- Credential stuffing: Bots are used to try multiple combinations of usernames and passwords to find the correct matches. This provides bad actors with the tools to launch large-scale automated account takeover attacks.
- Sweatshops: Low-cost human laborers are hired to mimic good customers in order to circumvent attack-prevention mechanisms designed to eliminate automated attacks.
- Account enumeration and account validation: Exploit the authentication processes with a view to check if the account identifier is valid or not.
- Social engineering: The most common form of social engineering is phishing, where malicious actors harvest verified customer information by manipulating individuals into sharing personal details or redirecting them to fake websites.
Why account takeovers are challenging to detect
Automated bots and scripts allow attackers to scale credential stuffing attempts, whereas human sweatshops allow bypassing bot-mitigation solutions. Criminals use human sweatshops, especially where ATO-prevention mechanisms require more nuanced human interaction. They pay these low-cost human laborers according to the defined number of login attempts in a stipulated duration. Even though all the attempts don't succeed, those that do allow attackers to achieve scale, which justifies the investment in the attack.
An account takeover is particularly challenging to detect. This is primarily due to two reasons:
- Today consumer access to digital services is platform-agnostic, from desktops and mobile phones to gaming consoles and software APIs.
- Attackers lie dormant to play a longer game. Unlike CNP fraud, where it is possible to block the card as soon as fraud is spotted, account takeover has a longer lifespan. This allows cybercriminals to hide their true intent and orchestrate multi-level attacks.
Legacy approaches don't match up to complex account takeover attacks
The limitations of legacy approaches make the fight against preventing ATO fraud even more difficult. This is primarily because businesses continue to use outdated solutions that are no match to today's complex and strategic account takeover attacks. These solutions fail businesses by allowing attackers to pass through with the least resistance while simultaneously creating a poor valid user experience.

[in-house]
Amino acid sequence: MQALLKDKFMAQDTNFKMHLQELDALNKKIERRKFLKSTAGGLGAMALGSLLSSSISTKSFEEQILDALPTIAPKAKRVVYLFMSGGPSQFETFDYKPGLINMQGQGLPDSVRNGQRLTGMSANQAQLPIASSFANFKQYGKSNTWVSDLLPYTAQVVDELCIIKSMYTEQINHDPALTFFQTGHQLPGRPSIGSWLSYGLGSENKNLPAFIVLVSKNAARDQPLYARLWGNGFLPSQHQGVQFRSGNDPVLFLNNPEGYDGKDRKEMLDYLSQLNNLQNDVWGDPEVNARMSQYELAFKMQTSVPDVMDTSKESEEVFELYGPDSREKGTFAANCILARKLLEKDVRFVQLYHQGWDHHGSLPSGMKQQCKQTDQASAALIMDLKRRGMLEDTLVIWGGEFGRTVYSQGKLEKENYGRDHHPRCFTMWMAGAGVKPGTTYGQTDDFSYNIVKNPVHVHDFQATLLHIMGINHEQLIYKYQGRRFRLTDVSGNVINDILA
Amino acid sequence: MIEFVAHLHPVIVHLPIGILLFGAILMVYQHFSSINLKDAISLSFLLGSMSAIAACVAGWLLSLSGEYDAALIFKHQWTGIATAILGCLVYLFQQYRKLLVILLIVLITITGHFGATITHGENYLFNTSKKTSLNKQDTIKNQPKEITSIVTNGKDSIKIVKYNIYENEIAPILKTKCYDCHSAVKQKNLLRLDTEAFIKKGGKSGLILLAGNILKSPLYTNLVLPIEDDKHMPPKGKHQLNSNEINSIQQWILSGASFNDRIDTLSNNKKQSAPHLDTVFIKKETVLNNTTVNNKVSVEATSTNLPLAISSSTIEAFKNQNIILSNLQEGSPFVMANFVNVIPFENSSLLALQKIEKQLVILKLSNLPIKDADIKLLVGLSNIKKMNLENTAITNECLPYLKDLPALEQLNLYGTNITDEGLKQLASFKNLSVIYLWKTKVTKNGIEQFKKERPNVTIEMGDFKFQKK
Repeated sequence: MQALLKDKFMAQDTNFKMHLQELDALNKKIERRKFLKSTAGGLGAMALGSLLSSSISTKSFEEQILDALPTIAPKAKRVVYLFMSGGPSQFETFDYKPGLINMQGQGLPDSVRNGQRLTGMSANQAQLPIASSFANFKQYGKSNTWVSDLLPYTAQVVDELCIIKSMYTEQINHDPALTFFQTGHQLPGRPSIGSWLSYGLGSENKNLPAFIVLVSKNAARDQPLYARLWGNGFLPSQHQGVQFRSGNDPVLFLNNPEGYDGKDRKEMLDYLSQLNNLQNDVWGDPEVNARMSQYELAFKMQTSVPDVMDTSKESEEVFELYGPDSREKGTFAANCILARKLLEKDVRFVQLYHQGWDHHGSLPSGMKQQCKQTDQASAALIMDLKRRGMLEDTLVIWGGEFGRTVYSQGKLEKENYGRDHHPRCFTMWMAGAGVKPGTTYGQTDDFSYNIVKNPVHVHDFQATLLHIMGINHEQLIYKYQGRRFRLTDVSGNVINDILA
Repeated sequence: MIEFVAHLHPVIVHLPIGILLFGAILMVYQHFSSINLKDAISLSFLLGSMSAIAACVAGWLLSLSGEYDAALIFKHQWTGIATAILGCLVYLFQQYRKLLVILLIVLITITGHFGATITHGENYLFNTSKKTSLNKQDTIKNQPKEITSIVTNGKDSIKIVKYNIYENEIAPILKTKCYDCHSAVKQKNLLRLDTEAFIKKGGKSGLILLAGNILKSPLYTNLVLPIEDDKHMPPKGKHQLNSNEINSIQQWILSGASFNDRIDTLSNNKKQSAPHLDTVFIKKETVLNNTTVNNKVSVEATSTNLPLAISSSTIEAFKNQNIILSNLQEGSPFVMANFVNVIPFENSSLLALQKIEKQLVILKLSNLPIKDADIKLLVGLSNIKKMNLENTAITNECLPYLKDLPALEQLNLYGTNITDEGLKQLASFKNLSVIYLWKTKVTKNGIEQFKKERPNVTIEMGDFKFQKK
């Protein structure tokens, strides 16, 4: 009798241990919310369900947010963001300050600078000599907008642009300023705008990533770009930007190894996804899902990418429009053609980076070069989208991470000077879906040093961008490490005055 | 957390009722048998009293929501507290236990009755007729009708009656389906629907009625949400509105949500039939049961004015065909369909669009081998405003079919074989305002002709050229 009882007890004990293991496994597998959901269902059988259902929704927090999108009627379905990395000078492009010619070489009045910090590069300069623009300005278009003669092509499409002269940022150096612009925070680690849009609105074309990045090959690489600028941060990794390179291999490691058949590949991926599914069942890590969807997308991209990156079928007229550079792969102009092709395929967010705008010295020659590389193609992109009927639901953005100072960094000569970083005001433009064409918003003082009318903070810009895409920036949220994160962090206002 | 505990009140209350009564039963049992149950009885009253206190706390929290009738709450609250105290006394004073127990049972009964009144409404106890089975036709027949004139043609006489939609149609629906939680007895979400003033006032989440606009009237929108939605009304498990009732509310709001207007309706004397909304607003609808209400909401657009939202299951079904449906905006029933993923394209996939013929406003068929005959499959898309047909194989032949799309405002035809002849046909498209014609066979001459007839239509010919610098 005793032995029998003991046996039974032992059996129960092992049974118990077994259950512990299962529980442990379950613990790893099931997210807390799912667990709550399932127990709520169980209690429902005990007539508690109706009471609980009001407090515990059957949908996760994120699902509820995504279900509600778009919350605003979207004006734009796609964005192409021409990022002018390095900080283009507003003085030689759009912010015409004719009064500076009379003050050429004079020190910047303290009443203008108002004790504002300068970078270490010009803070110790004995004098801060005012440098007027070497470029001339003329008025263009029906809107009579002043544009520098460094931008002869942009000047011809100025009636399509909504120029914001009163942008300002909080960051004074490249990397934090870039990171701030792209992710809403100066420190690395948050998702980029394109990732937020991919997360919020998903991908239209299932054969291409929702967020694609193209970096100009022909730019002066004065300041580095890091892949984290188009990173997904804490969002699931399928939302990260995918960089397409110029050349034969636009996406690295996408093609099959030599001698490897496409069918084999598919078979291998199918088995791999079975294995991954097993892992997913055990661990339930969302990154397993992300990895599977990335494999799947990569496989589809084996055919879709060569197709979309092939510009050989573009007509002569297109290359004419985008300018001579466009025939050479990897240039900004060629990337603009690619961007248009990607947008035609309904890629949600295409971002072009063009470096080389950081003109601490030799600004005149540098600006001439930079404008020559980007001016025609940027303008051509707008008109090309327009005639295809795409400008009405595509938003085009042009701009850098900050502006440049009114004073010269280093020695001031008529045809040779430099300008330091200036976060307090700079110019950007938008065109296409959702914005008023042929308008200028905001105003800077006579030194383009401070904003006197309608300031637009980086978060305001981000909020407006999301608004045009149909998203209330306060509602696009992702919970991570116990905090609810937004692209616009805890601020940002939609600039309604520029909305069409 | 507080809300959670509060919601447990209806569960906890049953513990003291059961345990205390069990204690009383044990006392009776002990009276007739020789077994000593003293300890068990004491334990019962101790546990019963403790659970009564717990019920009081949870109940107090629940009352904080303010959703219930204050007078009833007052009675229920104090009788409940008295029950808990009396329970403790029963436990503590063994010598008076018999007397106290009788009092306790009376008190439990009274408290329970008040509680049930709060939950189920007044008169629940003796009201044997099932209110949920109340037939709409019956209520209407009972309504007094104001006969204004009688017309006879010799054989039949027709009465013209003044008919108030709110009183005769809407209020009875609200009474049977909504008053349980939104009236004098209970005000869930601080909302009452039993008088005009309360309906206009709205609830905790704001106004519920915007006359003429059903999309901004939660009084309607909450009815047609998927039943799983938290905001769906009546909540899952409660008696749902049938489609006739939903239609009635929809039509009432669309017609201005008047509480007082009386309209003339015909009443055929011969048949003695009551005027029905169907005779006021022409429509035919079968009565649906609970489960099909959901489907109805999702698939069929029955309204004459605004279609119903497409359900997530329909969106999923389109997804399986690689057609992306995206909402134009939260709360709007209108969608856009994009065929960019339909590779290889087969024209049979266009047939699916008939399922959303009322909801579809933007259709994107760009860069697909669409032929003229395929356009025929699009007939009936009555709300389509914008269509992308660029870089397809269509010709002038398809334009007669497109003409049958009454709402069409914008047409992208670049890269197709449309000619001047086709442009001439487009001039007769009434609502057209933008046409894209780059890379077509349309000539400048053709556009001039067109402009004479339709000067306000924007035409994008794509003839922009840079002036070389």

The limitations of legacy approaches hinder the fight against preventing ATO attacks in the following ways:
- Automated solutions: Many organizations are still using automated tools to detect large-scale identity testing and credential stuffing attacks. However, bot technology has evolved to such an extent that bots can accurately mimic human behavior and bypass these antiquated defenses. Further, bots are now coded in such a way that they can hand over the attack baton to a human sweatshop if faced with a defense mechanism that requires more nuanced human interaction.
- Risk scores: In an effort to minimize inconvenience for their customers, businesses use risk-based attack-prevention solutions. These solutions analyze digital intelligence—device, identity, and behavioral analysis—to assign risk scores and create rules. However, risk- and rule-based fraud solutions depend on clear 'trust' or 'mistrust' signals from the users. When the signal falls in the gray area, the solution fails to distinguish between a good and malicious user. Incidentally, signals are increasingly in the gray area as fraudsters have corrupted digital identities at scale and good users display unpredictable behavior. This obliterates the attack-prevention efforts despite businesses investing time, effort, and money. When businesses use multiple solutions to address the limitations of risk-based attack prevention, they end up having complex tech stacks, alert overload, and intelligence that is difficult to action.